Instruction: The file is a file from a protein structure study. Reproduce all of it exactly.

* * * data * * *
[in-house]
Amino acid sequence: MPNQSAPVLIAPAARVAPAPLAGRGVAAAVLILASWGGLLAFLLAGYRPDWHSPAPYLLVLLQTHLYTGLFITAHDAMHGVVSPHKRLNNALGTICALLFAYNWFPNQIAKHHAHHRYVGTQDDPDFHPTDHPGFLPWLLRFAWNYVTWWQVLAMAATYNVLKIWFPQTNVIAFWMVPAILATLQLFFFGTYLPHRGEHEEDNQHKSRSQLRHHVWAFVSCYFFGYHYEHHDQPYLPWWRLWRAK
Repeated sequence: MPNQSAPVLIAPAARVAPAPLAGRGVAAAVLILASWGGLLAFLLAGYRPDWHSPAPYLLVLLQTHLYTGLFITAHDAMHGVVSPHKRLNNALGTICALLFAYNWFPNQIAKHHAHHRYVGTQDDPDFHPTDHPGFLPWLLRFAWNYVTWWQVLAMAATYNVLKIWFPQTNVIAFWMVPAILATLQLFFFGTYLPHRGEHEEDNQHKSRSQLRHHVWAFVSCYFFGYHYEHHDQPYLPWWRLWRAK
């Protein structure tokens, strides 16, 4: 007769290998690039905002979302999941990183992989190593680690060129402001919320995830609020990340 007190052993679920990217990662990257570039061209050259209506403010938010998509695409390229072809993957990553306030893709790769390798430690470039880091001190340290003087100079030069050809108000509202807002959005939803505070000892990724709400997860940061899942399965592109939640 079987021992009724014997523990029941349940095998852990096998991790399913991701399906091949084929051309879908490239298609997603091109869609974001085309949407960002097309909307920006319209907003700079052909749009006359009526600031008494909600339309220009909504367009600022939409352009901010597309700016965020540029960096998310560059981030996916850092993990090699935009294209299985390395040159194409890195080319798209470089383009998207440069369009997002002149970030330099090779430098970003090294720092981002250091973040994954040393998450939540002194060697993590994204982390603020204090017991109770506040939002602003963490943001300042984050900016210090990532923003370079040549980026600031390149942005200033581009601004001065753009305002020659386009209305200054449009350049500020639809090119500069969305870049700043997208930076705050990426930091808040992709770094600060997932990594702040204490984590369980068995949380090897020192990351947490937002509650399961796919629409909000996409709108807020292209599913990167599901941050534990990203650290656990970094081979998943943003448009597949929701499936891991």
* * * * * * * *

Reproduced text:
[in-house]
Amino acid sequence: MPNQSAPVLIAPAARVAPAPLAGRGVAAAVLILASWGGLLAFLLAGYRPDWHSPAPYLLVLLQTHLYTGLFITAHDAMHGVVSPHKRLNNALGTICALLFAYNWFPNQIAKHHAHHRYVGTQDDPDFHPTDHPGFLPWLLRFAWNYVTWWQVLAMAATYNVLKIWFPQTNVIAFWMVPAILATLQLFFFGTYLPHRGEHEEDNQHKSRSQLRHHVWAFVSCYFFGYHYEHHDQPYLPWWRLWRAK
Repeated sequence: MPNQSAPVLIAPAARVAPAPLAGRGVAAAVLILASWGGLLAFLLAGYRPDWHSPAPYLLVLLQTHLYTGLFITAHDAMHGVVSPHKRLNNALGTICALLFAYNWFPNQIAKHHAHHRYVGTQDDPDFHPTDHPGFLPWLLRFAWNYVTWWQVLAMAATYNVLKIWFPQTNVIAFWMVPAILATLQLFFFGTYLPHRGEHEEDNQHKSRSQLRHHVWAFVSCYFFGYHYEHHDQPYLPWWRLWRAK
């Protein structure tokens, strides 16, 4: 007769290998690039905002979302999941990183992989190593680690060129402001919320995830609020990340 007190052993679920990217990662990257570039061209050259209506403010938010998509695409390229072809993957990553306030893709790769390798430690470039880091001190340290003087100079030069050809108000509202807002959005939803505070000892990724709400997860940061899942399965592109939640 079987021992009724014997523990029941349940095998852990096998991790399913991701399906091949084929051309879908490239298609997603091109869609974001085309949407960002097309909307920006319209907003700079052909749009006359009526600031008494909600339309220009909504367009600022939409352009901010597309700016965020540029960096998310560059981030996916850092993990090699935009294209299985390395040159194409890195080319798209470089383009998207440069369009997002002149970030330099090779430098970003090294720092981002250091973040994954040393998450939540002194060697993590994204982390603020204090017991109770506040939002602003963490943001300042984050900016210090990532923003370079040549980026600031390149942005200033581009601004001065753009305002020659386009209305200054449009350049500020639809090119500069969305870049700043997208930076705050990426930091808040992709770094600060997932990594702040204490984590369980068995949380090897020192990351947490937002509650399961796919629409909000996409709108807020292209599913990167599901941050534990990203650290656990970094081979998943943003448009597949929701499936891991």